Connect with us

News

Church of England vicar who stripped to his underwear and carried out an ’emergency baptism’ is sacked

Published

on

A Church of England vicar who stripped to his underwear to carry out an ’emergency baptism’ has been sacked after a tribunal ruled his actions were ‘unbecoming’ for a parish priest.

Reverend Clive Evans, a barrister until he was ordained in 1995, was found guilty of unacceptable behaviour following a Church of England tribunal last month, but no details of his actions were initially revealed.

However, a full report has now been published describing how Rev Evans was filmed carrying out the baptism in front of a ‘shocked family’.

A panel found that he ‘acted inherently inappropriately’ and the incident had led to a ‘loss of dignity’, before ruling he should be banned from holding office in the Church of England for six months.

Advertisement

The tribunal heard Rev Evans received a phone call while he was eating breakfast from a parishioner, who cannot be identified for legal reasons, asking if he could carry out a baptism at their home later the same day.

Rev Evans told the tribunal, held in December, that it was not a convenient time as he was due to be leaving for a holiday in Liverpool with his wife.

He told the panel it was an ’emergency baptism’, but the panel disagreed, stating there was ‘not an imminent danger of death’.

After finishing breakfast and packing for his holiday, he arrived at the house and informed the family he would be stripping down to his underwear – citing that he did not want to get wet. However, the panel also found that there was ‘no extreme urgency which might conceivably be imagined to justify a state of semi-nakedness’.

Recalling the incident, one family member said: ‘Clive then started to remove his shirt which I thought was fair enough seeing as he didn’t want to get it wet.

Advertisement

‘However when he started taking his shorts off I was shocked and thought to myself why is he undressing completely in front of my mother, my sister and I.’

The panel rejected Rev Evans’ excuse that he ‘did not have time to consider what to wear due to the emergency nature of the baptism’.

Instead, they found he had ‘ample time’ to consider what to wear and knew at the time of the earlier phone call that he was going to be carrying out a ‘full immersion using the bath’.

The report of the tribunal continued: ‘Although we accept that the family did not indicate unhappiness about his state of undress, and indeed only Person 2 has expressed reservations about it, the Panel has concluded that no agreement was reached with the family to his taking off his clothes leaving only his boxer shorts.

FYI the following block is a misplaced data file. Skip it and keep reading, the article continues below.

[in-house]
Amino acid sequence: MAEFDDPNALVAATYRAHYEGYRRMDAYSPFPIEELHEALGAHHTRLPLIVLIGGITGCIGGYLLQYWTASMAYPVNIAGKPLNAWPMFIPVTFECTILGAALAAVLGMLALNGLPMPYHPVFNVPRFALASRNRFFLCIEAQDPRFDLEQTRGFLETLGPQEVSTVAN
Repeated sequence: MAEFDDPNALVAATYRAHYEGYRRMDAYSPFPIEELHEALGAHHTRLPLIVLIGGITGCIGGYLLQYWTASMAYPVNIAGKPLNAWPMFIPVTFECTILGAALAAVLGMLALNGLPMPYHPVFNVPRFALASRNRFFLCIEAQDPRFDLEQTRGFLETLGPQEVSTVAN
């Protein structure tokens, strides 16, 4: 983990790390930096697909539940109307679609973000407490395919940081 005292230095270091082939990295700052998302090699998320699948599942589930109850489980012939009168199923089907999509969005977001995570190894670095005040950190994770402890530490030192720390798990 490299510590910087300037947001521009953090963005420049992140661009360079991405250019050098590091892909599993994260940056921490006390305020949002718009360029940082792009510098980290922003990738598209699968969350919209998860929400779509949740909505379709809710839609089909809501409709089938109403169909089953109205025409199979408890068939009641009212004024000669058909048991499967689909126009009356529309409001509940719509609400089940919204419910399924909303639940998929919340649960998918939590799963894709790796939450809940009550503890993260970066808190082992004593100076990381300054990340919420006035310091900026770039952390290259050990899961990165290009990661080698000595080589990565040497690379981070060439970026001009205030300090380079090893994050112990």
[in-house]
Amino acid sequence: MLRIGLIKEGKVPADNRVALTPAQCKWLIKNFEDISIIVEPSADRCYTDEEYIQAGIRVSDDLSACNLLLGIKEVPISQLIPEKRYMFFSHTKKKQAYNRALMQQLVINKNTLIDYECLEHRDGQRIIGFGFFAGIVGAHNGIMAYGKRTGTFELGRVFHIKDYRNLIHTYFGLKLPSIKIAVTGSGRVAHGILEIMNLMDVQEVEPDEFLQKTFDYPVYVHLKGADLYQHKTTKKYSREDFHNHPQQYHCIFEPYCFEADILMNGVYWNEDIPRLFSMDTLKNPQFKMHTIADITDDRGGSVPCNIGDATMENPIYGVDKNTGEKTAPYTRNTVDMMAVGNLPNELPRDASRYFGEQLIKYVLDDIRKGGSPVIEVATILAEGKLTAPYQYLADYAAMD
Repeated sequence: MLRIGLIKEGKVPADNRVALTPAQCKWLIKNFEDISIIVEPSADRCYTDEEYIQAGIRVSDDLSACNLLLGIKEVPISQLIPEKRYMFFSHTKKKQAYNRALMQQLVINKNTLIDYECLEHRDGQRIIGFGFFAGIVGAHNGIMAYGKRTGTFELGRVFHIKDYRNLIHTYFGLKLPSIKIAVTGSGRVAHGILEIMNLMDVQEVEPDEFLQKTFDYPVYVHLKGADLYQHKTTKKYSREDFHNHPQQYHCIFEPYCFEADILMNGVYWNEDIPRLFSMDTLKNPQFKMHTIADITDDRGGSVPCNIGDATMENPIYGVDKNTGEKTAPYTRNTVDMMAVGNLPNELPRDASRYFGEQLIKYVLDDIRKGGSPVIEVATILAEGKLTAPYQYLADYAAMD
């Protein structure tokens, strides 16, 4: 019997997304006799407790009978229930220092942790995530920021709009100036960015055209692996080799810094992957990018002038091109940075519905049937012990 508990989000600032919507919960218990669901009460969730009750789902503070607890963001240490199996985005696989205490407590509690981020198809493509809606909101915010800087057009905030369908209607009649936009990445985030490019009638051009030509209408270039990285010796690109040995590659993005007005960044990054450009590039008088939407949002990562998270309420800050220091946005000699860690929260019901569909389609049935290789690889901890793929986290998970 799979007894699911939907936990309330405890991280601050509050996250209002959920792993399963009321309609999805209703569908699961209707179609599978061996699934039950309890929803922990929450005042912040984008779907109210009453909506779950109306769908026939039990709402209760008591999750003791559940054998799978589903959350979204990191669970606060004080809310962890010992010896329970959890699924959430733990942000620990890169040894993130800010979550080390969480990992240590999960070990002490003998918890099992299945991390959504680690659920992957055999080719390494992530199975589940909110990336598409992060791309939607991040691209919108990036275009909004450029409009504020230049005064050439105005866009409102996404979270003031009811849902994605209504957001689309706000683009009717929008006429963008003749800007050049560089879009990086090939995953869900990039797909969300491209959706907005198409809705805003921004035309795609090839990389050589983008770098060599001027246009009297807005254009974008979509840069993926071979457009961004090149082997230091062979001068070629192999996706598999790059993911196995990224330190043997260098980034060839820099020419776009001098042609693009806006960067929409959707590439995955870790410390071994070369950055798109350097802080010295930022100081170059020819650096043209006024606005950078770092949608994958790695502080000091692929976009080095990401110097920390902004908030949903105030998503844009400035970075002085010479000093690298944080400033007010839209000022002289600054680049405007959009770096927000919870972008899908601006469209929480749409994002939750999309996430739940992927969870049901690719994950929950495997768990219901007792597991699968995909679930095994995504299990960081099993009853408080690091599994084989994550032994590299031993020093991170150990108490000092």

It added: ‘The panel considers that underwear is intimate apparel. It is qualitatively different to, and has different associations from, other forms of clothing, or even of swimwear.

Advertisement

‘As such, there is a loss of dignity by stripping down to underwear in the circumstances in which it occurred which is inherently inappropriate and unbecoming.’

The panel concluded by unanimous verdict that Rev Evans had engaged in conduct unbecoming or inappropriate to the office and work of a clerk in Holy Orders.

While Rev Evans was a ‘highly experienced and self-confident priest’ who would have been respected, the panel found ‘ought to have known better, acted more responsibly and with far greater restraint, insight and self-control than he did’. 

Rev Evans was initially suspended from all duties in April 2019, before he was sacked from roles at St Peter’s Church in Bromyard and nearby St Peter and St Paul’s Church in Stoke Lacy.

The Diocese of Hereford, which has oversight of the Bromyard church, said the initial suspension was ‘ so that an enquiry can be carried out in relation to a complaint’ that had been received’.

Advertisement

The Bishop of Hereford, The Rt Rev Richard Jackson, said: ‘The behaviour of Revd Evans is completely unacceptable, and we will be keeping all those affected by this case in our prayers.

‘Clergy are in a privileged position of leadership. Their congregations and the wider community hold them in trust. The professional guidelines to which they are bound to make clear that this is a trust that they must not abuse.

‘The behaviour and actions of Revd Evans are in no way reflective of acceptable church practice.

‘We fully support the findings of the tribunal and the decision to apply the penalty to remove him from office, which takes immediate effect.’  

Advertisement